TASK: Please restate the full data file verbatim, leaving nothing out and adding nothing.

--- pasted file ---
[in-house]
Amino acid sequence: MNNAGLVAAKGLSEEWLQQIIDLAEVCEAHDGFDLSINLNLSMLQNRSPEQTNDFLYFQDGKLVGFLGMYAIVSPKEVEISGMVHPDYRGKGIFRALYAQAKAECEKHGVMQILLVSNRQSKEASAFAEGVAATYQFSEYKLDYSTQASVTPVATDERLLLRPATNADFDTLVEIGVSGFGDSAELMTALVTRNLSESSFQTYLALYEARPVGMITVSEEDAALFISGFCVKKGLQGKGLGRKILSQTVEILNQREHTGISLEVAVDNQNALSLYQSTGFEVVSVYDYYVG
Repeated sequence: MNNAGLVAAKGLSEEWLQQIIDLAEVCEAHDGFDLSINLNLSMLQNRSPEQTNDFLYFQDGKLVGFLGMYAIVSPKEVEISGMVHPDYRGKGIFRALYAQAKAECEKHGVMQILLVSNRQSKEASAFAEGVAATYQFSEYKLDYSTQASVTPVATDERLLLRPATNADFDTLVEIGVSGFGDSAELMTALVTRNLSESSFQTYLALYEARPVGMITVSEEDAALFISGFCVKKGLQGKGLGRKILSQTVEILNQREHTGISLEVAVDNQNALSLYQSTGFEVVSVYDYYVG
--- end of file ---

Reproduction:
[in-house]
Amino acid sequence: MNNAGLVAAKGLSEEWLQQIIDLAEVCEAHDGFDLSINLNLSMLQNRSPEQTNDFLYFQDGKLVGFLGMYAIVSPKEVEISGMVHPDYRGKGIFRALYAQAKAECEKHGVMQILLVSNRQSKEASAFAEGVAATYQFSEYKLDYSTQASVTPVATDERLLLRPATNADFDTLVEIGVSGFGDSAELMTALVTRNLSESSFQTYLALYEARPVGMITVSEEDAALFISGFCVKKGLQGKGLGRKILSQTVEILNQREHTGISLEVAVDNQNALSLYQSTGFEVVSVYDYYVG
Repeated sequence: MNNAGLVAAKGLSEEWLQQIIDLAEVCEAHDGFDLSINLNLSMLQNRSPEQTNDFLYFQDGKLVGFLGMYAIVSPKEVEISGMVHPDYRGKGIFRALYAQAKAECEKHGVMQILLVSNRQSKEASAFAEGVAATYQFSEYKLDYSTQASVTPVATDERLLLRPATNADFDTLVEIGVSGFGDSAELMTALVTRNLSESSFQTYLALYEARPVGMITVSEEDAALFISGFCVKKGLQGKGLGRKILSQTVEILNQREHTGISLEVAVDNQNALSLYQSTGFEVVSVYDYYVG